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December 11, 2007

Review - King's Singers Christmas

New York Sun:

Within the space of a week, New York heard the two most renowned a cappella groups in the world: Chanticleer and the King's Singers. The former is a 12-man ensemble from San Francisco; the latter is a six-man ensemble from England (King's College, Cambridge). They both sang Christmas programs, Chanticleer at the Metropolitan Museum, and the King's Singers at the Church of St. Ignatius Loyola, not too far from the museum.

The King's Singers appeared on Saturday night, under the auspices of Great Performers at Lincoln Center. When they walked out from the wings, they were greeted by huge and sustained applause — the kind of applause usually reserved for opera stars or virtuosos. (And the King's Singers are, in a way, virtuosos.) They were founded in 1968, and their personnel keeps changing. But their essential character remains the same.

I remember when the lead countertenor, David Hurley, and the bass, Stephen Connolly, were new. Now they're veterans. And they make splendid bookends for the group. Each owns a beautiful voice, and each sings with exceptional smarts and pleasure.

According to the booklet in our hands, the King's Singers were giving a "Holiday Program." But these words fooled no one. And the singers, in their remarks to the audience, freely said "Christmas program" and "Christmas concert." One of them even said that, in this hectic season, the group intended to give us a "Christmas vocal massage."

They began with a piece long associated with them, "Totus Tuus" by Henryk Górecki, written for a visit by Pope John Paul II to Poland. This is a piece of extraordinary beauty, craftsmanship, purity, joy, and devotion. From the King's Singers, the opening cry of "Maria!" was arresting. And, as they continued, they gave the piece its due. They sang with unity, balance, taste — an awareness both musical and spiritual. They gauged the reverberation of the church surely.

And I should mention a significant fact: The King's Singers are famous maintainers of pitch. Throughout this concert, they did very little sagging, or sharping, for that matter. This makes a big difference in a choral performance (and others).

For the remainder of the concert's first half, the group alternated between movements of Palestrina's "Missa Papae Marcelli" and sacred songs by Max Reger. Palestrina wrote his mass in 1567, in order to prove to skeptical authorities that polyphony — this increasingly complex style — did not obscure words. He proved this brilliantly. Reger was born three and a half centuries after Palestrina, but he revered early music, and wrote with a timeless religious sensibility.

So, the King's Singers bounced back and forth: between Palestrina's polyphony and Reger's homophony, between Latin words and German. The group projected a holiness without being precious or overawed. They sang reverently, but did not treat the music as fragile. Underneath the church — or very near — you could hear the subway rumble. Even this didn't spoil the atmosphere. In fact, the rumbling was almost comforting. Would it be heresy to suggest that this Palestrina-Reger stretch — for all its exquisiteness, for all its undoubted excellence — was a little — just a wee bit — dull? If so, I am guilty.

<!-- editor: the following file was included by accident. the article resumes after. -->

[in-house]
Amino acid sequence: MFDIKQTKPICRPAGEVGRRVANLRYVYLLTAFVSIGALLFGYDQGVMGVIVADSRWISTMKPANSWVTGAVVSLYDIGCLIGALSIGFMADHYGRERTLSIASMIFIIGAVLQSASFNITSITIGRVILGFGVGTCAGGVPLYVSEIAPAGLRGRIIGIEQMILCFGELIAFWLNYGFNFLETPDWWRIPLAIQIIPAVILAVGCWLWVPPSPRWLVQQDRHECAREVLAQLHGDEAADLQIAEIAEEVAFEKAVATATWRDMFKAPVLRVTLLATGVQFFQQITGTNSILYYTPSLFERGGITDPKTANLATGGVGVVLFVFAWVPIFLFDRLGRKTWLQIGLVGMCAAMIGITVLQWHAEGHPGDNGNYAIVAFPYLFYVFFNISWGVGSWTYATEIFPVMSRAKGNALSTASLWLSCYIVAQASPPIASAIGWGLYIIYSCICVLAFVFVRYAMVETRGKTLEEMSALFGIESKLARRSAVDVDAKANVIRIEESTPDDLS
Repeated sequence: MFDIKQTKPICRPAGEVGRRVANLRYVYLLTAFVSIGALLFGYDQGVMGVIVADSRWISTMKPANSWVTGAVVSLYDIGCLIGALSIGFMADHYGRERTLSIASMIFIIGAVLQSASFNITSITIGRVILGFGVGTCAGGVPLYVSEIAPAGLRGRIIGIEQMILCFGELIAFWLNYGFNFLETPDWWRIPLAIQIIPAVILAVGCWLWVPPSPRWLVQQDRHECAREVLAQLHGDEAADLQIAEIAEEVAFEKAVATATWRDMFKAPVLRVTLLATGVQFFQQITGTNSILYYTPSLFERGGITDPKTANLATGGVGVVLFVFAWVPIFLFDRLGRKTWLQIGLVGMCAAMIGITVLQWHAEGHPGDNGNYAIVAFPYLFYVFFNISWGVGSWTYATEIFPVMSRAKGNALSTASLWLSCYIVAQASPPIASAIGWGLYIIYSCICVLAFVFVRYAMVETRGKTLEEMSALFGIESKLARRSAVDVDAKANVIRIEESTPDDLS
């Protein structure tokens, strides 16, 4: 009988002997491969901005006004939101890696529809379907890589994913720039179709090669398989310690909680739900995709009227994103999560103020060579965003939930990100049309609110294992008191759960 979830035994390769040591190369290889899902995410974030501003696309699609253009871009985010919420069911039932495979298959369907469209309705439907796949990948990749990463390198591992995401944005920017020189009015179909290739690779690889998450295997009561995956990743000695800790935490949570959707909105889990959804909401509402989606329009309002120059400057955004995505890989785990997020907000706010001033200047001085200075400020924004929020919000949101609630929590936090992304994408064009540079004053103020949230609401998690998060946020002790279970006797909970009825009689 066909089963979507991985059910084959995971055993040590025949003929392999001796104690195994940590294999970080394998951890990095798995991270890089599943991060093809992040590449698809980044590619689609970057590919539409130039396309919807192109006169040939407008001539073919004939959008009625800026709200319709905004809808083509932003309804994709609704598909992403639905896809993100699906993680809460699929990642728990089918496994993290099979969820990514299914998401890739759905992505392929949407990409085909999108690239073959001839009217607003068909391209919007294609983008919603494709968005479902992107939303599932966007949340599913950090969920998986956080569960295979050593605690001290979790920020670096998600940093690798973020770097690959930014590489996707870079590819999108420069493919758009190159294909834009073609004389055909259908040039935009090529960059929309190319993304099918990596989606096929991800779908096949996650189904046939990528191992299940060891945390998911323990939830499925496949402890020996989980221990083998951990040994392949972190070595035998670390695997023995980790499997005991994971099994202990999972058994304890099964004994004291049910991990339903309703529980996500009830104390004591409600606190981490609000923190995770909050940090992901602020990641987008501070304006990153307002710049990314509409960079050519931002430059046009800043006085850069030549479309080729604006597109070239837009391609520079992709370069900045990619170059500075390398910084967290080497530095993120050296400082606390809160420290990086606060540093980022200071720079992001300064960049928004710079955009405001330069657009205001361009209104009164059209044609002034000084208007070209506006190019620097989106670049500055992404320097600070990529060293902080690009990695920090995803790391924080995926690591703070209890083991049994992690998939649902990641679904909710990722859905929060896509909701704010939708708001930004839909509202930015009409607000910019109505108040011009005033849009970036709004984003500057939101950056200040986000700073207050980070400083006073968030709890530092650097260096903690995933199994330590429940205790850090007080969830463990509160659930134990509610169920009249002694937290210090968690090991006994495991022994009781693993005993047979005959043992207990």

After intermission, the King's Singers sang Christmas songs and carols, old and new. First came "Veni, Veni Emmanuel," which was straightforward, rather masculine — direct. Later, the "Coventry Carol" was both haunting and a little startling. That is still a somewhat freaky piece, all these centuries on.

Bo Holten is a Danish composer, born 1948, and his "Nowell sing we now" is a worthy item. It uses English and Latin, and neatly incorporates the "Coventry Carol." The great Estonian Arvo Pärt was represented, by his "Bogoróditsye Dyévo" ("Virgin Mother of God") from 1990. This piece is quick, lithe, joyous. I would very much like to hear it again; it went by so fast.

The singers closed their printed program with a piece by Ariel Ramírez, an Argentine in his late 80s: "La Peregrinaçion," from "Navidad nuestra." Here, the men were almost swinging, jazz-like, and they enjoyed themselves immensely — as they usually do. As they enjoy what they're doing, so do you, in the audience.

This is a smooth, smooth group, in their matching outfits. (On Saturday night, they wore a Christmassy red tie.) Yet "smooth" may imply a glibness of which the King's Singers are not guilty. They sang a single encore, a mixture of "Take Five" and "God Rest Ye Merry, Gentlemen" (really). Very smooth, and very cool, and very King's Singers.

Posted by acapnews at December 11, 2007 12:44 AM

Comments

The KS Christmas album with Kiri Te Kanawa was my favorite Christmas album for years. They're always great and are coming to Salt Lake to sing with the Mormon Tab Dec 13-16. I wish I could go (I'll be singing those nights in a production of Amahl and the Night Visitors), but they always tape their Christmas concerts and then release them on DVD the next year, so that gives me something to look forward to.

Posted by: M. Ryan Taylor at December 10, 2007 11:55 PM

Wow! The old guys are all gone!

Posted by: Matthewsala at December 20, 2007 5:27 PM

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